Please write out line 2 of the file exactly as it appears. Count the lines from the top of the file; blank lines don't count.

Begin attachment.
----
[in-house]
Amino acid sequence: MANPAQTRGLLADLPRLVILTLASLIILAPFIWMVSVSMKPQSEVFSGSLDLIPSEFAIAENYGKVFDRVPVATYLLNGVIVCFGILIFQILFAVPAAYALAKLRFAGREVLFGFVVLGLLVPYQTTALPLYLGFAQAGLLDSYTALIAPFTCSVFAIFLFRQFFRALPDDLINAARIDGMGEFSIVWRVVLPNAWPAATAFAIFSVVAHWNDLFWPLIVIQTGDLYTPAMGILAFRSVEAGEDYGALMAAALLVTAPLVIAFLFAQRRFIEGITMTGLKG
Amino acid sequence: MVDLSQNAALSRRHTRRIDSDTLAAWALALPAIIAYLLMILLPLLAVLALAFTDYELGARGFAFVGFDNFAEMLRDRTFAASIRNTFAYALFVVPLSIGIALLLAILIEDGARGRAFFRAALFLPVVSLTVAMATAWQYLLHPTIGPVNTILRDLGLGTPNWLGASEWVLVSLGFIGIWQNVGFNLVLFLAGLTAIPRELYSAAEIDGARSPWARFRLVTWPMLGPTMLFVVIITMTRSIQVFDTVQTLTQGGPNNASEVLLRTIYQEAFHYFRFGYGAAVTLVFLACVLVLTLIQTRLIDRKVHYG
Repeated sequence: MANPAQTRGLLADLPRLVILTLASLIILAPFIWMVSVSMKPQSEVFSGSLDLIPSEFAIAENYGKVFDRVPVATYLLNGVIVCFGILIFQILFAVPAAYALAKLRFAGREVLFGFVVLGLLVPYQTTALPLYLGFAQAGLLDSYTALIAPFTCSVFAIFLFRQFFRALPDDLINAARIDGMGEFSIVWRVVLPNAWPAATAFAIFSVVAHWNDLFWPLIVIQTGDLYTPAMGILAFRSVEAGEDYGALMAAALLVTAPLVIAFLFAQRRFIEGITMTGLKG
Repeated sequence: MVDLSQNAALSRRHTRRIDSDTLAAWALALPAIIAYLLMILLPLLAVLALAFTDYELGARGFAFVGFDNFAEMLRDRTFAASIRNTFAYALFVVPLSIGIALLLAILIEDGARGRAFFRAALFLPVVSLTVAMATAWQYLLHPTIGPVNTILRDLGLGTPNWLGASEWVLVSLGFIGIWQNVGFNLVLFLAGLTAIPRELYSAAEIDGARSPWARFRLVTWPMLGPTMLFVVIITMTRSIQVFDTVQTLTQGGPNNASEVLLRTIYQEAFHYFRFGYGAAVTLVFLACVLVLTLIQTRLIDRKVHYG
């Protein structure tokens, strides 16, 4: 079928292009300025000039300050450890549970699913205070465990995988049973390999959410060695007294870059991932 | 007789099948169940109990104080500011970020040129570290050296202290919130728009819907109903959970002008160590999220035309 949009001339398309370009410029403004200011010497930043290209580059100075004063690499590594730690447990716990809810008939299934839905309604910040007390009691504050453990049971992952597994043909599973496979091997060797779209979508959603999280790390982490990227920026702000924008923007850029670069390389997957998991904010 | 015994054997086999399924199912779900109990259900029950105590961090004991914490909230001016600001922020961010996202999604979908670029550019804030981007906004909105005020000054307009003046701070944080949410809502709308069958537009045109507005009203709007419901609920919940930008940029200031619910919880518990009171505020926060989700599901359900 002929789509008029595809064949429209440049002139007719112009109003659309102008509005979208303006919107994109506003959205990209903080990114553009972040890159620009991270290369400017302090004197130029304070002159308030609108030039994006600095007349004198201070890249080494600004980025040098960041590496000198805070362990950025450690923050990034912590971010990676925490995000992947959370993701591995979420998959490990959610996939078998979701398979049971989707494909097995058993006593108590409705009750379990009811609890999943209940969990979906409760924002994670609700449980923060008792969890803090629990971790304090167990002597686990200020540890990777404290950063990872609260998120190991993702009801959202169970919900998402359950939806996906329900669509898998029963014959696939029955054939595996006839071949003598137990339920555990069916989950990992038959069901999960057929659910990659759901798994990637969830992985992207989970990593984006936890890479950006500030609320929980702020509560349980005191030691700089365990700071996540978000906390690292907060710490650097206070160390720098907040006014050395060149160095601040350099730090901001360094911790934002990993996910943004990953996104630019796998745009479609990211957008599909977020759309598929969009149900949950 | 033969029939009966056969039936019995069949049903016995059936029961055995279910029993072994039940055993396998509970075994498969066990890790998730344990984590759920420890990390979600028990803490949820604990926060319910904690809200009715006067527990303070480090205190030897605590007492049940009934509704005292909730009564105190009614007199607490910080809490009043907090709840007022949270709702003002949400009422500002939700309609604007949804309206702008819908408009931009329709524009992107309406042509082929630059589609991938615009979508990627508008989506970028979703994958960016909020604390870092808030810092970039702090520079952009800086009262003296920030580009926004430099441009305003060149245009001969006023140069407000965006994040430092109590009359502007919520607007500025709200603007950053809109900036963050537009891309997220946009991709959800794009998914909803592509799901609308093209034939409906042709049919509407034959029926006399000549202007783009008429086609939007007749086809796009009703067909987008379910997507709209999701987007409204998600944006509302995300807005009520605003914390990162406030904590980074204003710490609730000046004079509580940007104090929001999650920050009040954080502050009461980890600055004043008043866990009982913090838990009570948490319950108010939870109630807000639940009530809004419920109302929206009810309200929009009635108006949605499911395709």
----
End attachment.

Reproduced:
Amino acid sequence: MANPAQTRGLLADLPRLVILTLASLIILAPFIWMVSVSMKPQSEVFSGSLDLIPSEFAIAENYGKVFDRVPVATYLLNGVIVCFGILIFQILFAVPAAYALAKLRFAGREVLFGFVVLGLLVPYQTTALPLYLGFAQAGLLDSYTALIAPFTCSVFAIFLFRQFFRALPDDLINAARIDGMGEFSIVWRVVLPNAWPAATAFAIFSVVAHWNDLFWPLIVIQTGDLYTPAMGILAFRSVEAGEDYGALMAAALLVTAPLVIAFLFAQRRFIEGITMTGLKG